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Myths & Facts About Adoption
Myth: It costs too much to adopt
Fact: “Adopting from the U.S. foster care system is generally the least expensive type of adoption, usually involving little or no cost, and states often provide subsidies to adoptive parents. Stepparent and kinship adoptions are often not very costly. Agency and private adoptions can range from $5,000 to $40,000 or more depending on a variety of factors including services provided, travel expenses, birthmother expenses, requirements in the state, and other factors. International adoptions can range from $7,000 to $30,000.” (http://costs.adoption.com/)
There are avenues through organizations and grants that help people to raise money for adoption. Also, tax credits, employer benefits, military benefits, subsidies, fundraising, loans, etc. (http://affording.adoption.com/)
Myth: It takes years to complete an adoption.
Fact: A recent poll in Adoptive Families Magazine revealed that most families are able to complete their adoption in about a year. Families should expect to be working on their adoption for one to two years.
Myth: The only people who need to adopt are those who are unable to have children of their own.
Fact: There are millions of children waiting to have a family to belong to and not as many “parents who cannot have babies” willing to adopt. Why stop yourself from adopting a child who has no real home? The choice to adopt must first start with your heart.
Myth: Some one else will do it .
Fact: There are over 500,00 children in the foster care system and 135,000 awaiting adoption today. There are 143 million orphans around the world. There is an estimated number of 2.5 billion Christians worldwide. If everyone played a part and did not wait for another to do it, there would essentially be no more orphans.
Myth: There are no healthy infants available for adoption in the U.S.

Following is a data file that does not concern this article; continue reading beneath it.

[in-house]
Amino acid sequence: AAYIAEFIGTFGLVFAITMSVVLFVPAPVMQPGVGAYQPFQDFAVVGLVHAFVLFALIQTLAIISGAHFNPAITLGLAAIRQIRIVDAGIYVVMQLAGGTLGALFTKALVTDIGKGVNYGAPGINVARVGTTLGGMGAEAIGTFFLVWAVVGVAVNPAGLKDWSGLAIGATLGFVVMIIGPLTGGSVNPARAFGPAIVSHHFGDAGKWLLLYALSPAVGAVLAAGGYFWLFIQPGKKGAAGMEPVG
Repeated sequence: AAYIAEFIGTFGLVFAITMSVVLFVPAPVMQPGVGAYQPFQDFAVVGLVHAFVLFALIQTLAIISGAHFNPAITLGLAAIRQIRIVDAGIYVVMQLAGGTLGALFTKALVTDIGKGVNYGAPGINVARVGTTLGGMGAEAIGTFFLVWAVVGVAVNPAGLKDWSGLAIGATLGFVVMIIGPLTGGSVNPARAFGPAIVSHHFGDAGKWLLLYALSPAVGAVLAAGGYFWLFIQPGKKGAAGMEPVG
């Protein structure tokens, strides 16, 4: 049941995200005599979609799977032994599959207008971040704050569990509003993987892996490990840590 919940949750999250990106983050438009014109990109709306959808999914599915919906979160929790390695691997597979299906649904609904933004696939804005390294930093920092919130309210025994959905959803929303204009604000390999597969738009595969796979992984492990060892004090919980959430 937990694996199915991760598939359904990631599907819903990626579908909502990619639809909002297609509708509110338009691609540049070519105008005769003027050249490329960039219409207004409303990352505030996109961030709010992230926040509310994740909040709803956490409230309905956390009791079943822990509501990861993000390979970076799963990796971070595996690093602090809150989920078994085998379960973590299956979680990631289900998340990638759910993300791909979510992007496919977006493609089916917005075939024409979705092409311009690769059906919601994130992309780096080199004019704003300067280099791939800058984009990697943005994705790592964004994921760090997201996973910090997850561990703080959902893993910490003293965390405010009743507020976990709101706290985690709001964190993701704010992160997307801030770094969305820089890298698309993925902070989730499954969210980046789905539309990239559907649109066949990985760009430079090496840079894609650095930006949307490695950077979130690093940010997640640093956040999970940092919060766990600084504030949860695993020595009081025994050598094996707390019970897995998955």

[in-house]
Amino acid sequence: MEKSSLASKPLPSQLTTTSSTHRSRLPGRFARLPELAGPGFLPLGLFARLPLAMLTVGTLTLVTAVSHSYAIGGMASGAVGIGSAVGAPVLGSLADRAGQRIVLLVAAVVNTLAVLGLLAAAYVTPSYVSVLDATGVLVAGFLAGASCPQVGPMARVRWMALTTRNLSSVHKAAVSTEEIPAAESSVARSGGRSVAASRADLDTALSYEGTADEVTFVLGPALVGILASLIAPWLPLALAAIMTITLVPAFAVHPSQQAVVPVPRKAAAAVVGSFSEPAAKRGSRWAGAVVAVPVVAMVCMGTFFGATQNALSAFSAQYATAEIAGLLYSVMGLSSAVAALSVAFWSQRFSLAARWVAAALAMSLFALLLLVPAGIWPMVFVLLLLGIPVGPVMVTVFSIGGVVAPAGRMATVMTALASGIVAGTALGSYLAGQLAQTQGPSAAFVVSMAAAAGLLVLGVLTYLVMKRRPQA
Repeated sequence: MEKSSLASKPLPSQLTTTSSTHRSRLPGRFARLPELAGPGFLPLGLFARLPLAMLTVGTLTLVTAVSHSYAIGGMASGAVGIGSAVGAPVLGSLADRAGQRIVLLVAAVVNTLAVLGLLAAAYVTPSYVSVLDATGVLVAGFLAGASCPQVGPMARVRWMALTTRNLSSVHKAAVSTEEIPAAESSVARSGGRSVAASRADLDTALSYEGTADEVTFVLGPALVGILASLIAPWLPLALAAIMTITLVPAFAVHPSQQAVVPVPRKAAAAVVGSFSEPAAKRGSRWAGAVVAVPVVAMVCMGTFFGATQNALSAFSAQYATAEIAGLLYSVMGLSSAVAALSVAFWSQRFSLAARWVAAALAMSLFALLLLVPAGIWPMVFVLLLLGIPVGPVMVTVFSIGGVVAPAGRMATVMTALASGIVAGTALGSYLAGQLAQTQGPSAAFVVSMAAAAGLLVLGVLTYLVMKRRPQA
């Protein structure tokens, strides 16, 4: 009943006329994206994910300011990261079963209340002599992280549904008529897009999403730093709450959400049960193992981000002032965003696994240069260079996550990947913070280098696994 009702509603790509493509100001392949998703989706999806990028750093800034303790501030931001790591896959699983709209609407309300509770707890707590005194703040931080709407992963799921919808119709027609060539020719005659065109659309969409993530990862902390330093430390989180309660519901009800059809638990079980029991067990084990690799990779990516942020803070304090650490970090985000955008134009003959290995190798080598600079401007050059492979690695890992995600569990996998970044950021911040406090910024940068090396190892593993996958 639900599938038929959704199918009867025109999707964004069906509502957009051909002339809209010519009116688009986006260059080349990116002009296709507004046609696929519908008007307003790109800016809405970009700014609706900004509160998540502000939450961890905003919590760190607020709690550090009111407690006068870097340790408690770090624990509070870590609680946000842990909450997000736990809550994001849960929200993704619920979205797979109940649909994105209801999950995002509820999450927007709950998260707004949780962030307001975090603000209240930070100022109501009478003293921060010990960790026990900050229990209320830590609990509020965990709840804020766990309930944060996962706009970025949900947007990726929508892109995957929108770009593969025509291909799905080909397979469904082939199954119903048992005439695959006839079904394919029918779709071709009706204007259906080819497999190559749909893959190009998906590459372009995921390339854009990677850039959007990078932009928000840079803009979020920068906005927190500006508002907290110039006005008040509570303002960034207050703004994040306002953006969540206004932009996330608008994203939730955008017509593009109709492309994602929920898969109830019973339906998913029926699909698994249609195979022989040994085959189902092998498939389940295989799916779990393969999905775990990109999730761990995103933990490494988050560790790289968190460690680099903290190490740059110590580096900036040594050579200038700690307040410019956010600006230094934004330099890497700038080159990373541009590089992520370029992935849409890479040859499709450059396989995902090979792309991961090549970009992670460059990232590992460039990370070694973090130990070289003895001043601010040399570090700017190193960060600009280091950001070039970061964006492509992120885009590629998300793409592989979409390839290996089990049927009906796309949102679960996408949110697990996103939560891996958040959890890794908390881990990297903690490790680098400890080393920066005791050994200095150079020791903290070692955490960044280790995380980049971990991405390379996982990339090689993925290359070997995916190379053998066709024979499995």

Fact: There are tens of thousands of families each year that adopt healthy, newborn babies through adoption. Many of them are through open adoption, where the biological mother, often called the birth mother, may have chosen the family herself. Domestic adoption is a very viable option for families who need help building their families.
Myth: Single people can not adopt.
Fact: Many singles are building a family through adoption. Choices may be a bit restricted, especially with international adoption’s rules established by each individual country. Singles need to be sure they find an adoption professional who has experience and success with cases such as theirs. Increasing numbers of agencies and some foreign countries are now placing children with single applicants. Follow-up research studies of successful single parent adoptions have shown single adoptive parents as mature, independent, and having a wide and supportive network of family and friends. In fact, single adoptive parents are often the placement of choice for children who have trouble dealing with two parents due to a history of abuse or neglect.
For many infant adoptions in the United States, however, agency criteria for applicants are more defined. Often agencies will only consider couples married at least 1 to 3 years, between the ages of 25 and 40, and with stable employment income. Some agencies accept applicants who are older than 40. Each agencies' policies vary and is important to find an agency able to help assist in your specific needs. Agencies placing infants will discuss their specific eligibility regulations and placement options with you. (http://www.adopting.org/adoptions/learn-about-adoption-who-can-adopt.html
Myth: Birth mothers are typically teens.
Fact: Birthmothers are usually in their twenties, already parenting other children and are typically single and struggling. They are choosing adoption thoughtfully and because they want a better life for their child. They often will want to play an active role in their adoption plan.
Myth: Infants available for adoption in the U.S. are usually drug-exposed.
Fact: Most women considering adoption for their children are not using drugs. Some may, but the majority of them are leading relatively healthy lives and even seeking ongoing prenatal care. They are choosing adoption because they care about their child.
Myth: Telling a child they are adopted should wait until they can understand what adoption is.
Fact: Telling your child they are adopted is an ongoing process. As your child matures, you can explain more and more. You can tell them how full having them come into your life made it, and how much you are glad that you could have them as your child. If the things you say don’t make sense to your child at the age of six, they might make more sense at eight or ten.
For more detail go here: http://www.parenthood.com/article-topics/when_and_how_to_tell_children_that_theyre_adopted.html